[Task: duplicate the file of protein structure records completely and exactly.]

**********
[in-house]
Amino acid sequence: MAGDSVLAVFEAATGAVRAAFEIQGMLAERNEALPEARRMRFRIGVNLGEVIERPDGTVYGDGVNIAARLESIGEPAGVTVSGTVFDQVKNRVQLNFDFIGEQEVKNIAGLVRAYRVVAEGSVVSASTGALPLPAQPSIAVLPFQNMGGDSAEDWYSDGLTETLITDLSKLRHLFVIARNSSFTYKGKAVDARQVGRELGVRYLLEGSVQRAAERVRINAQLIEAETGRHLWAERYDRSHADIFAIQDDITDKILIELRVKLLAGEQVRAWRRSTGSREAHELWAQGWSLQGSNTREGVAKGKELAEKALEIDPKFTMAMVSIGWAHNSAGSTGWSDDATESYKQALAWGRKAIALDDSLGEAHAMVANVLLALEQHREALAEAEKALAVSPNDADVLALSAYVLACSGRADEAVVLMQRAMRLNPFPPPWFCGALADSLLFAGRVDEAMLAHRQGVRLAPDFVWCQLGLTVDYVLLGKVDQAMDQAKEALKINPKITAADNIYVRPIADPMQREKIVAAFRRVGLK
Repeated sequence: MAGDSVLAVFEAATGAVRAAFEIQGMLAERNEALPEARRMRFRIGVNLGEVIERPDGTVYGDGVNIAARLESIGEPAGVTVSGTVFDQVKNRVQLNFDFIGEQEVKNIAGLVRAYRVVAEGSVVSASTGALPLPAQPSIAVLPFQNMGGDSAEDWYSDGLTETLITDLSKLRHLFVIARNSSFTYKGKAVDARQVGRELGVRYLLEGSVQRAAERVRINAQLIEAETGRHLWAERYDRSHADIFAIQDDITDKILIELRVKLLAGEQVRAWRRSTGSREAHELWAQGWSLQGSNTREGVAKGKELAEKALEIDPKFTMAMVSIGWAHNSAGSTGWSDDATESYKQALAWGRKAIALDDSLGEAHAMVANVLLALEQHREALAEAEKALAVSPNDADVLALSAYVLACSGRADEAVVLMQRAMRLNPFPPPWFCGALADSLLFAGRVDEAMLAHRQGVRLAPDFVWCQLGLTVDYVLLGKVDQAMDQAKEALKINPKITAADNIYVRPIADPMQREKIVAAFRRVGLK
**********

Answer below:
[in-house]
Amino acid sequence: MAGDSVLAVFEAATGAVRAAFEIQGMLAERNEALPEARRMRFRIGVNLGEVIERPDGTVYGDGVNIAARLESIGEPAGVTVSGTVFDQVKNRVQLNFDFIGEQEVKNIAGLVRAYRVVAEGSVVSASTGALPLPAQPSIAVLPFQNMGGDSAEDWYSDGLTETLITDLSKLRHLFVIARNSSFTYKGKAVDARQVGRELGVRYLLEGSVQRAAERVRINAQLIEAETGRHLWAERYDRSHADIFAIQDDITDKILIELRVKLLAGEQVRAWRRSTGSREAHELWAQGWSLQGSNTREGVAKGKELAEKALEIDPKFTMAMVSIGWAHNSAGSTGWSDDATESYKQALAWGRKAIALDDSLGEAHAMVANVLLALEQHREALAEAEKALAVSPNDADVLALSAYVLACSGRADEAVVLMQRAMRLNPFPPPWFCGALADSLLFAGRVDEAMLAHRQGVRLAPDFVWCQLGLTVDYVLLGKVDQAMDQAKEALKINPKITAADNIYVRPIADPMQREKIVAAFRRVGLK
Repeated sequence: MAGDSVLAVFEAATGAVRAAFEIQGMLAERNEALPEARRMRFRIGVNLGEVIERPDGTVYGDGVNIAARLESIGEPAGVTVSGTVFDQVKNRVQLNFDFIGEQEVKNIAGLVRAYRVVAEGSVVSASTGALPLPAQPSIAVLPFQNMGGDSAEDWYSDGLTETLITDLSKLRHLFVIARNSSFTYKGKAVDARQVGRELGVRYLLEGSVQRAAERVRINAQLIEAETGRHLWAERYDRSHADIFAIQDDITDKILIELRVKLLAGEQVRAWRRSTGSREAHELWAQGWSLQGSNTREGVAKGKELAEKALEIDPKFTMAMVSIGWAHNSAGSTGWSDDATESYKQALAWGRKAIALDDSLGEAHAMVANVLLALEQHREALAEAEKALAVSPNDADVLALSAYVLACSGRADEAVVLMQRAMRLNPFPPPWFCGALADSLLFAGRVDEAMLAHRQGVRLAPDFVWCQLGLTVDYVLLGKVDQAMDQAKEALKINPKITAADNIYVRPIADPMQREKIVAAFRRVGLK